The Four Pages of the Sermon

Wilson, Paul Scott

Abingdon, 1999

p. 21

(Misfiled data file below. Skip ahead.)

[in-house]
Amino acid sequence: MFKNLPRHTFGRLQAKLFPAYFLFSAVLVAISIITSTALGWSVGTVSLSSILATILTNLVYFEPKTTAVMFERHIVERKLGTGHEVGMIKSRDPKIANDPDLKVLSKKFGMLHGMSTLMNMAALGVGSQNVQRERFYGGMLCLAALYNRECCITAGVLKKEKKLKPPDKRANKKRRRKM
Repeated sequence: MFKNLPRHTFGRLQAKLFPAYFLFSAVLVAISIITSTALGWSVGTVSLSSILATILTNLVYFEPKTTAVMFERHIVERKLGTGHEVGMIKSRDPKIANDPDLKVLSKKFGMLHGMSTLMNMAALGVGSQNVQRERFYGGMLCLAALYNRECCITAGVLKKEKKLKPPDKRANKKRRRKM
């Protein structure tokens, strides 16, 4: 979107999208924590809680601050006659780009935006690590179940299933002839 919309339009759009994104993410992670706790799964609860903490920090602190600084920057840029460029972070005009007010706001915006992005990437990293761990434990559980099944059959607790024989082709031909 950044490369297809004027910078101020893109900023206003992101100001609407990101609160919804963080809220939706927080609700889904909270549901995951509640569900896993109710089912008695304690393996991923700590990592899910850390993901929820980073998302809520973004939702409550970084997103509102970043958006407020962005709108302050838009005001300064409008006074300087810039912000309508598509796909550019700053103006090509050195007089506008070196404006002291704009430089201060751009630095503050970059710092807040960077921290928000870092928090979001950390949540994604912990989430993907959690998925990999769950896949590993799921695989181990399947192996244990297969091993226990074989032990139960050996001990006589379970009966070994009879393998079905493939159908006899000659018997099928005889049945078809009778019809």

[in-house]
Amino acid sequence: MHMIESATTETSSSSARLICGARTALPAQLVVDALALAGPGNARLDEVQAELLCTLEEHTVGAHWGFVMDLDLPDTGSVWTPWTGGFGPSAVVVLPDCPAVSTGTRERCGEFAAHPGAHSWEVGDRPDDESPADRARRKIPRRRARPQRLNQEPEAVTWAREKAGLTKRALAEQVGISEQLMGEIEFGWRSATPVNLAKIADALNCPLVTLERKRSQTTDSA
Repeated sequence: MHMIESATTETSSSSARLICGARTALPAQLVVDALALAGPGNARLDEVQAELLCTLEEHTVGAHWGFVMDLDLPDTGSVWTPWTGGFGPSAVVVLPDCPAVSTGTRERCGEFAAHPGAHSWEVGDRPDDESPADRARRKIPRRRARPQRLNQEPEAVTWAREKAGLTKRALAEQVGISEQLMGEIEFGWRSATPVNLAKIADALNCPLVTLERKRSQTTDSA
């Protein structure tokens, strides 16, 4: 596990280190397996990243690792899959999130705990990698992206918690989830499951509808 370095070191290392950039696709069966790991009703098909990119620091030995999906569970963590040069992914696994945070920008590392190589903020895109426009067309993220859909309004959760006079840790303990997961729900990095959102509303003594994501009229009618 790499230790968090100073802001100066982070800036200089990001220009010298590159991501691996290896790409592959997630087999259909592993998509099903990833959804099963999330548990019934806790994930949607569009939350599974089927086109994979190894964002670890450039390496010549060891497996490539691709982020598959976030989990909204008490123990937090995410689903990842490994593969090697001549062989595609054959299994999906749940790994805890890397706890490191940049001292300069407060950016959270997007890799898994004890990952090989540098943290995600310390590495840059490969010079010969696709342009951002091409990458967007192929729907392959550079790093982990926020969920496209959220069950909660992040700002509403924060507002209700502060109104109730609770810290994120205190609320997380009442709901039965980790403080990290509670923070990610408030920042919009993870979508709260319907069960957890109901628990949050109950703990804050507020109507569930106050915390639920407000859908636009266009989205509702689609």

“Sermons need to major in God and in grace. Social justice liberals and evangelicals alike tend to give us shoulds, musts, and have-tos. We don’t get enough Easter, Pentecost, Ascension. We get Emerson under other names. We get self-reliance preached to us, and it can’t save us. Preachers avoid grace because it ‘lets people off the hook.’ But God does it. Why must we be such unmerciful servants? We need faith, hope, and love in sermons, not just conviction of sin and dereliction of duty. Yes, the addict must stop taking drugs, the tax cheat must straighten up, and the whore get chaste, but where’s the good news that the power of sin died on the cross? Good news is like a good sacrament. It will liberate. Again, I say unto you, it will liberate. Let the sermon show God’s work in the world, too. Give God a little credit for a Peace Accord, not just discredit for hurricanes. Let a congregation leave church on Sunday with more faith, hope, and love than when they came in. So frame up themes in sermons not as ‘Jesus wants us to repent’ but as ‘Jesus brings us to repentance.’ Preach some gospel. Not just ‘God feels your pain,’ but what God does to address your pain. The Bible is the church’s book, and we may choose to preach gospel out of it. That’s where our focus should be because that’s where the Bible’s focus is.”